Some parts of Central Florida are ‘abnormally dry’ and facing increased wildfire risks
The United States Department of Agriculture highlighted the western half of Central Florida as “abnormally dry” last week.
According to the U.S. Department of Agriculture’s weekly drought monitor, less-than-normal rainfall in Northwest Florida has led to drought-like conditions in parts of the Big Bend and Panhandle.
At the same time, the entire greater Tampa Bay region and surrounding counties are categorized as “abnormally dry.”
“We're running about three to four inches below average, conservatively, so far this year,” said Florida Public Radio Emergency Network meteorologist Megan Borowski
She said we should have received about six inches of rain by this time of the year, but so far, we’ve only see about two inches.
Other counties in Northwest Florida, including Levy and Marion, are under “moderate drought” conditions.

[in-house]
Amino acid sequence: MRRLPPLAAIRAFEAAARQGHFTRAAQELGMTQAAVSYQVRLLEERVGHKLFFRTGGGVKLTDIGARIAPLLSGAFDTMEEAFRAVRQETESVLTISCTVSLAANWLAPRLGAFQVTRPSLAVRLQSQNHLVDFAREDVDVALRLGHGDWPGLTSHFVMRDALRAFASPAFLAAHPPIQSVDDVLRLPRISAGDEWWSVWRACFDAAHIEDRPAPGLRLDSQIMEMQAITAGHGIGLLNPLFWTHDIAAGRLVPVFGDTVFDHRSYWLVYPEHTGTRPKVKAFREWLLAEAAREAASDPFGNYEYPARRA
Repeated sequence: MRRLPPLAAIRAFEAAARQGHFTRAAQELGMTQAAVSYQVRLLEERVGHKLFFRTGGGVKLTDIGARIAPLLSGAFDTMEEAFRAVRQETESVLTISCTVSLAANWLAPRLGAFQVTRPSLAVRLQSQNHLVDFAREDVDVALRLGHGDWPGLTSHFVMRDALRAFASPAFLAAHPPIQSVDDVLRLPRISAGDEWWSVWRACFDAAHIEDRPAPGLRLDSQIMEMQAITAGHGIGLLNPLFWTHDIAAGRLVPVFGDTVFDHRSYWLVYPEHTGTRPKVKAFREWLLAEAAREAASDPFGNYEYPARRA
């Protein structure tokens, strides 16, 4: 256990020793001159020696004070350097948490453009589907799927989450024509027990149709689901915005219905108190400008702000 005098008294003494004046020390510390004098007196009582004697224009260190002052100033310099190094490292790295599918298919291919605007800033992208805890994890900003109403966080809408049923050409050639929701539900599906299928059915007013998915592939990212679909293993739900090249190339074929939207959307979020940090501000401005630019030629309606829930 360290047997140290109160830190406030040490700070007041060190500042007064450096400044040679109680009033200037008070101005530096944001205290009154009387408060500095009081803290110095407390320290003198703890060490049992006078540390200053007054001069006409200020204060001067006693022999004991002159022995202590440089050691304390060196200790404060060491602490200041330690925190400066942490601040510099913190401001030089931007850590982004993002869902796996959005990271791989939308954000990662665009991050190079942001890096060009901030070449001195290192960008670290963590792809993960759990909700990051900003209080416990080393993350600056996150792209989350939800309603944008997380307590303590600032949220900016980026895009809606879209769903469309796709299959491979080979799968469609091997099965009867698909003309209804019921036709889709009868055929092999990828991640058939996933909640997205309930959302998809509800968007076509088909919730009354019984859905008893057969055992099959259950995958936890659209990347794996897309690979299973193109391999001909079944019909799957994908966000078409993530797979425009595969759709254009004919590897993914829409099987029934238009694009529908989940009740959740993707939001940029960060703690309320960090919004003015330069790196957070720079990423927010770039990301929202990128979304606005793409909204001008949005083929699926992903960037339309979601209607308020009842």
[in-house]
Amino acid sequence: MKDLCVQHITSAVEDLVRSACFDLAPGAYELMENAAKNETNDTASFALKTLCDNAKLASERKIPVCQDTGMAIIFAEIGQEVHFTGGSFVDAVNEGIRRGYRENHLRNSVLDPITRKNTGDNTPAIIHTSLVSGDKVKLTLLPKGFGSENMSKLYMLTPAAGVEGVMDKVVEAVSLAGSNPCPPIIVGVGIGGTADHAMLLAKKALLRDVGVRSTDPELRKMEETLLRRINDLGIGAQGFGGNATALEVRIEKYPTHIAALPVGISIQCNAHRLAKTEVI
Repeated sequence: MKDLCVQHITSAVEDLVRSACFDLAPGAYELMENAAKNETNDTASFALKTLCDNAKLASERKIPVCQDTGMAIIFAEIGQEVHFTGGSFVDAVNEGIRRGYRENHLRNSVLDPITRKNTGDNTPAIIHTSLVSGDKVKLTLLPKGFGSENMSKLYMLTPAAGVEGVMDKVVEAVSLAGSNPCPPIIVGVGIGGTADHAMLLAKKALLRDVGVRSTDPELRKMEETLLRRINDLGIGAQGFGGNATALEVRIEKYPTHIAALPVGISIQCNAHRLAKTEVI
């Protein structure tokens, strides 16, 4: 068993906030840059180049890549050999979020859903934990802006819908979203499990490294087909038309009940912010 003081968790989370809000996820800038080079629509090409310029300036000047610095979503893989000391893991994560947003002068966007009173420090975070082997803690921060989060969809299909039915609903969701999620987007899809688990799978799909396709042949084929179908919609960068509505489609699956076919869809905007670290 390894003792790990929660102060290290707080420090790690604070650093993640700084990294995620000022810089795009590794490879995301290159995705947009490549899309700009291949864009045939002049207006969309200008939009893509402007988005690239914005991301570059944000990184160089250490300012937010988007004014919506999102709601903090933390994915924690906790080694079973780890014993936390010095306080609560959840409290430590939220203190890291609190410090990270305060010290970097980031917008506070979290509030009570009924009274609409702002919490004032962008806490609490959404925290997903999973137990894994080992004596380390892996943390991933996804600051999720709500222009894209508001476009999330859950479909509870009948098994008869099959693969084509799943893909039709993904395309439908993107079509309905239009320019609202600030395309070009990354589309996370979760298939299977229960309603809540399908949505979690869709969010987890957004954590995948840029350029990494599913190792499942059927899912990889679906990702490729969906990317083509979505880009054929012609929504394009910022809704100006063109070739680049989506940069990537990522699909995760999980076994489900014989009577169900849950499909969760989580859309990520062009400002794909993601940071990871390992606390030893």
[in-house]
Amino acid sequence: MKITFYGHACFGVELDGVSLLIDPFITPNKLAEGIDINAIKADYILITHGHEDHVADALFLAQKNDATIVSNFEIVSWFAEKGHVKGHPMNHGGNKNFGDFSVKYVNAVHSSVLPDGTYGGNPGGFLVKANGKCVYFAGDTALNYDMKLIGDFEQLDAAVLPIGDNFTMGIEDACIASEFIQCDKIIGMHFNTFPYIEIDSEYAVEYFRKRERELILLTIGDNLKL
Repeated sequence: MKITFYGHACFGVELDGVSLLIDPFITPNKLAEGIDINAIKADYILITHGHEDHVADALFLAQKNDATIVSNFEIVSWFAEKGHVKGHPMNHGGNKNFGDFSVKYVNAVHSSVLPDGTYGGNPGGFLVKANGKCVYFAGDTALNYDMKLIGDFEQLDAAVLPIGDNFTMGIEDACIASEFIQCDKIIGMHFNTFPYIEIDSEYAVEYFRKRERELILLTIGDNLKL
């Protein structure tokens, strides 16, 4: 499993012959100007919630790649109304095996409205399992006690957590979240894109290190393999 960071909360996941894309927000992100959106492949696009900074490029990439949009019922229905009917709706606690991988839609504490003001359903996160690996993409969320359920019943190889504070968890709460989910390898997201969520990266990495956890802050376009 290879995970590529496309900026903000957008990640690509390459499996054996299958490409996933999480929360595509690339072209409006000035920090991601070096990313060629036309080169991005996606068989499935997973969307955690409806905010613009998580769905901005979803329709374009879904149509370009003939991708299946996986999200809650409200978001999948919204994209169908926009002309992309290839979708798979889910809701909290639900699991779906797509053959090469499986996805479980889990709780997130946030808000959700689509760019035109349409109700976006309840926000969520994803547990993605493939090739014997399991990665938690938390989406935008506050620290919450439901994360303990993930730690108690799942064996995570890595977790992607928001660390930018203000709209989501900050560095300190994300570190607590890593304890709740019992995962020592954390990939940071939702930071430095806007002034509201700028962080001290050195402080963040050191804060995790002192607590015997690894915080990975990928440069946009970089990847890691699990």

Borowski adds that most Florida residents need to be careful with outdoor fires burning during this time. Wildfire season typically peaks in Florida this month and next.
“So with those warm temperatures, dry conditions, it's going to dry out vegetation, and it will make for the quick spread of fires,” she said.
Borowski attributes these drier conditions and lack of rainfall to La Niña.
“Generally, that means drier winters and warmer winters,” she said.
In Florida, this pattern typically signifies warmer temperatures in the spring and an increased chance of hurricane activity out of the Atlantic.
“The thing that I drive home every year is that it just takes one storm and if it aims in your area, that can have a huge impact on your life and your family's lives and your property,” Borowski said.